Whether you are a beginner or a seasoned fisherman, you would certainly enjoy the following scene. Imagine yourself fishing at a little farm pond, on a nice warm day. Well, it sounds lovely to us as well!
Some of our readers may be aware of the fact that fishing in smaller lakes and ponds is different from fishing in rivers, for example.
This includes big lakes as well. In contrast to bigger lakes and rivers, the temperature of ponds changes rather quickly. Luckily, this change in temperature can make the experience easier for us.
If you are struggling with larger water bodies, you’ll find ponds much more welcoming. However, if you are already aware of this fact, you’ll also benefit from knowing when the best time to fish for bass in ponds is.
The best time to fish for bass in a pond is in Spring & Fall. Once the water temperatures go above 10° C (50° F) bass will look to shallow areas to spawn in the spring. In the fall they will be looking to feed. Another great time is after a significant rain fall.
We’ll first look at the seasons and how they affect pond fishing. Then, we’ll go over the individual parts of the day. Let’s begin our hunt for the best time we should fish for bass in ponds.
Winter — The Greatest Challenge
As you may have guessed, winter and early springtime are tough for fishermen. During the day, rivers and lakes maintain a temperature of around 7° Celsius or below. Most fishermen don’t even dare to go out in such cold weather. While the snow is a sight to behold, sitting in your boat may not be as pleasing.
We all agree with fishing professionals who say fish is hard to catch in rapidly decreasing temperatures. While it is possible for bass to bite in such cold temperatures, it will not do it so often. However, bass fish are cold-blooded creatures. This means that their metabolism is slower, which in turn makes them sluggish.
In the winter, bass will often hover in deeper waters. Other places include riverbends, sheer creek channels, and points that extend sharply in the direction of the main channel.
Luckily, winter warming events make the bass move to locations where you can catch them more easily. That is, if you have enough patience and do it slowly. We advise that you put on warm clothes, go slowly and use smaller baits.
Spring — A Fisherman’s Friend
In all fairness, many pond fishermen start the season off when water temperatures go above 10° C. This is a good time for the fish to begin searching for shallow areas in order to spawn.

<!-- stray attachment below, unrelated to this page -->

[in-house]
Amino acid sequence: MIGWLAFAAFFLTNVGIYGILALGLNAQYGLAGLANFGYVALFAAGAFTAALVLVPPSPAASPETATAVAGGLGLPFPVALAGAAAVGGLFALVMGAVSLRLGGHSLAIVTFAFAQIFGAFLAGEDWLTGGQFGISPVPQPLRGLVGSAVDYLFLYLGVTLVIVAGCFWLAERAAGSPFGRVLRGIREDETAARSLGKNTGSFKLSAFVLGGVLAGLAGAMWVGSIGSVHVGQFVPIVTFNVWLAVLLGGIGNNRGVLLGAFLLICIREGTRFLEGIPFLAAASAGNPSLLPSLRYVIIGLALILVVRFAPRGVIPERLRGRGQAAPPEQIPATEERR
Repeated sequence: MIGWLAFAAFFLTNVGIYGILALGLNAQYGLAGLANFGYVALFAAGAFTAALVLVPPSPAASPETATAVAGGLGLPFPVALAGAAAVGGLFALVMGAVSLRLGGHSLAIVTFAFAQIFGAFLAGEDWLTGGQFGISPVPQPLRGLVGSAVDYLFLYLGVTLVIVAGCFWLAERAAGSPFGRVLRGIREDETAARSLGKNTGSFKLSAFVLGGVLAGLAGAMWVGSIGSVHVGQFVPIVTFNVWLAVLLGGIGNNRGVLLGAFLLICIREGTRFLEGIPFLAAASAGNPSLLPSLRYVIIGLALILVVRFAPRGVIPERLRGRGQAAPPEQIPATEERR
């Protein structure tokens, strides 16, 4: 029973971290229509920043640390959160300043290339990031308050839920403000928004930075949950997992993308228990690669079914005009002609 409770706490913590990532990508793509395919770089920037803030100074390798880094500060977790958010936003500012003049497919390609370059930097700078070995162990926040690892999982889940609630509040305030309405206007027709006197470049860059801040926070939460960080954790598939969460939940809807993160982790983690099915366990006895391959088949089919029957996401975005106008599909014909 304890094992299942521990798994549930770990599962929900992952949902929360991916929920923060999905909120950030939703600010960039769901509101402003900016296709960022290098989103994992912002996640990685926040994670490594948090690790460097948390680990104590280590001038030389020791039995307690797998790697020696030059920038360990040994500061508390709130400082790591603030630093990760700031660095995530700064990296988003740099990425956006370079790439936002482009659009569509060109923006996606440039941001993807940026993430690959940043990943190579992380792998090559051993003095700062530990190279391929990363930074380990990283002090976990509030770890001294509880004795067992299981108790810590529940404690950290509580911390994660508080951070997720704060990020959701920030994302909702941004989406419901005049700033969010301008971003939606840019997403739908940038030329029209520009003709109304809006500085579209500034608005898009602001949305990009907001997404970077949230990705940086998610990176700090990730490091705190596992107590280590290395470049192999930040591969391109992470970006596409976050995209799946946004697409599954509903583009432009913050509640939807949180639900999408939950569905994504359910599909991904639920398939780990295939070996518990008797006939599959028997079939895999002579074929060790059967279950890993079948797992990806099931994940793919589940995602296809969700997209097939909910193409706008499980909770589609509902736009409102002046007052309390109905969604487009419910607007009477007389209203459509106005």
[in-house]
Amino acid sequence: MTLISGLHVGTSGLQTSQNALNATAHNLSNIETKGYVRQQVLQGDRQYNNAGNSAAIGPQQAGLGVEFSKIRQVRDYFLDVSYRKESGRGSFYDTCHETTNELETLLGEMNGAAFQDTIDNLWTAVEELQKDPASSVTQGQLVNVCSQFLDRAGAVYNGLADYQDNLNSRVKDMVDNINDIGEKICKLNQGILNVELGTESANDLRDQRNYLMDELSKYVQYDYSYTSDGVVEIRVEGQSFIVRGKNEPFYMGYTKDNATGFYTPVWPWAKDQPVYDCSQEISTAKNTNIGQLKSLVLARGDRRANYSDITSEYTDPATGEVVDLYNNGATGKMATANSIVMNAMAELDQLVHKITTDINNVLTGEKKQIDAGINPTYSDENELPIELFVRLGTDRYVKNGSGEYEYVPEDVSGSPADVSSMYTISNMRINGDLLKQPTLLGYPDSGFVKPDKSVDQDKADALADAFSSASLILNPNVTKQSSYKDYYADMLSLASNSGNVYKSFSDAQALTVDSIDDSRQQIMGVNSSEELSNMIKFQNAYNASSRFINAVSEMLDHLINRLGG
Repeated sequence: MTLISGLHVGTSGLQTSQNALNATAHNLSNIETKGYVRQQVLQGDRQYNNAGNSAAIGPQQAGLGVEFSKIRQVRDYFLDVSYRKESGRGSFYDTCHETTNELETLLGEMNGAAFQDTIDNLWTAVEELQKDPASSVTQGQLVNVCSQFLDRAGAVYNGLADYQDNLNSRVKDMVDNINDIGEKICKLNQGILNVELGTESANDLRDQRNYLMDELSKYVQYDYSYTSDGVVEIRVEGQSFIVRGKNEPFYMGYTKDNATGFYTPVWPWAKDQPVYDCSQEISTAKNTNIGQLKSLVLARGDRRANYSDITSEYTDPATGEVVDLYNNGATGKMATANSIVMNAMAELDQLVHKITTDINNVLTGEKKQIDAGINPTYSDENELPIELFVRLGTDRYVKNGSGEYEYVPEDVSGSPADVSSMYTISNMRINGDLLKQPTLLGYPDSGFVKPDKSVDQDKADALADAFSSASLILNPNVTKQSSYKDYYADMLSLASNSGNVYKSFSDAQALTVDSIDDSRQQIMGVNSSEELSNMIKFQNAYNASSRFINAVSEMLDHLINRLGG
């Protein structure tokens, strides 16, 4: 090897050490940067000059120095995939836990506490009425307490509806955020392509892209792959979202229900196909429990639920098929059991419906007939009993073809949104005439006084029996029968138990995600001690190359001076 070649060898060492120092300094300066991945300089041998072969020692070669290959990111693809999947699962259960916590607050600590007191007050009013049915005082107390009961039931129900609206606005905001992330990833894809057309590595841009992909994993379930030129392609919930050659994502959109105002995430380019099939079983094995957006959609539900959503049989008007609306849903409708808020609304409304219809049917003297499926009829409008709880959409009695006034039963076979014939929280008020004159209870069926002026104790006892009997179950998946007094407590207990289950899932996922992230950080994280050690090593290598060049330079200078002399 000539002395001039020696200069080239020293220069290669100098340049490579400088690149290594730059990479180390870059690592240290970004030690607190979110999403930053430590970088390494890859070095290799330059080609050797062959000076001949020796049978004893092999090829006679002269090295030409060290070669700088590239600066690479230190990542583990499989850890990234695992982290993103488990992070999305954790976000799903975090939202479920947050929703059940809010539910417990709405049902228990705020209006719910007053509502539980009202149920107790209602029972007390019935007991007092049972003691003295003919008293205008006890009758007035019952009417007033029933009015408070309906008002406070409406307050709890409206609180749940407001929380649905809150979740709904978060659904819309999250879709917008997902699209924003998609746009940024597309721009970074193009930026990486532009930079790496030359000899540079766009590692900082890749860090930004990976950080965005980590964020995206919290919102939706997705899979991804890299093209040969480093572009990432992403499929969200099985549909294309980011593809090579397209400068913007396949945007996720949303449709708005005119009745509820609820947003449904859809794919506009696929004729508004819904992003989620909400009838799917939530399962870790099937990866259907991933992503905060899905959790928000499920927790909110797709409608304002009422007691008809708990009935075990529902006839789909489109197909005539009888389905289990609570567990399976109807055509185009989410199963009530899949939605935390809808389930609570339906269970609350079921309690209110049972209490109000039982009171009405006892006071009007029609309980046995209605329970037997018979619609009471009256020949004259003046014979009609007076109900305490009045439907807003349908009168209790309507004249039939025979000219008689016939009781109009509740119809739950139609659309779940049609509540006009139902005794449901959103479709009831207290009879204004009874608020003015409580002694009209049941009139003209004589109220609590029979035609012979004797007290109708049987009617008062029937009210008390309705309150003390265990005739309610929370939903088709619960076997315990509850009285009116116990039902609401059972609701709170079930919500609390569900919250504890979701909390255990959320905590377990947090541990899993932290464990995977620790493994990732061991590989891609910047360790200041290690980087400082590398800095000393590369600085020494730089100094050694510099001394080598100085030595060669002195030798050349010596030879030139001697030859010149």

The weather can greatly impact the fishing before the spawning period begins. During this time, the water temperatures range from 10° to 18° Celsius. Usually, the water becomes warmer the fastest where the Sun hits it the strongest. Once again, we note that the temperature of ponds changes more easily, thanks to their size.
Before spawning, cold fronts decrease the chance of biting because the fish remain in deeper water, where they wait for the conditions to improve. If shallow coves are giving you a hard time finding fish, we suggest fishing along their entrance points.
As far as the choice of baits is concerned, we recommend using worms, spinnerbaits, crankbaits, jerkbaits, swimbaits, and chatterbaits. If you prefer fishing with live bait, check these bass baits that work fairly well.
Speaking of periods before and during spawning, it’s worth mentioning that some states close the fishing season during this time. They do so in order to protect the females that carry eggs and need some careful handling.
Summer — A Period of Stagnation… or Is It?
As summer begins and morning water temperatures start going above 26° C, the fish become rather scarce. In fact, it may feel as though the lake has no bass at all. During this hot period, some of them even go into deeper water. Either that or they spread out, so you won’t find them in larger groups. Generally, many experts out there agree that summer is the slow period for pond fishing.
But, is summer really that stagnant for bass fishing? Actually, it seems the prospect of it might not be as bad as it seems. In fact, according to some fishermen, the heat is what brings the greatest catch. If the pond you are fishing in has big bass swimming in it, you can use top water lures. Some say they managed to catch bass as large as 15˝ this way.
Additionally, fishing in particularly muddy ponds increases the odds of you catching some big bass during summer. Because the density of dirty water is higher, the shallows will become warmer much more quickly.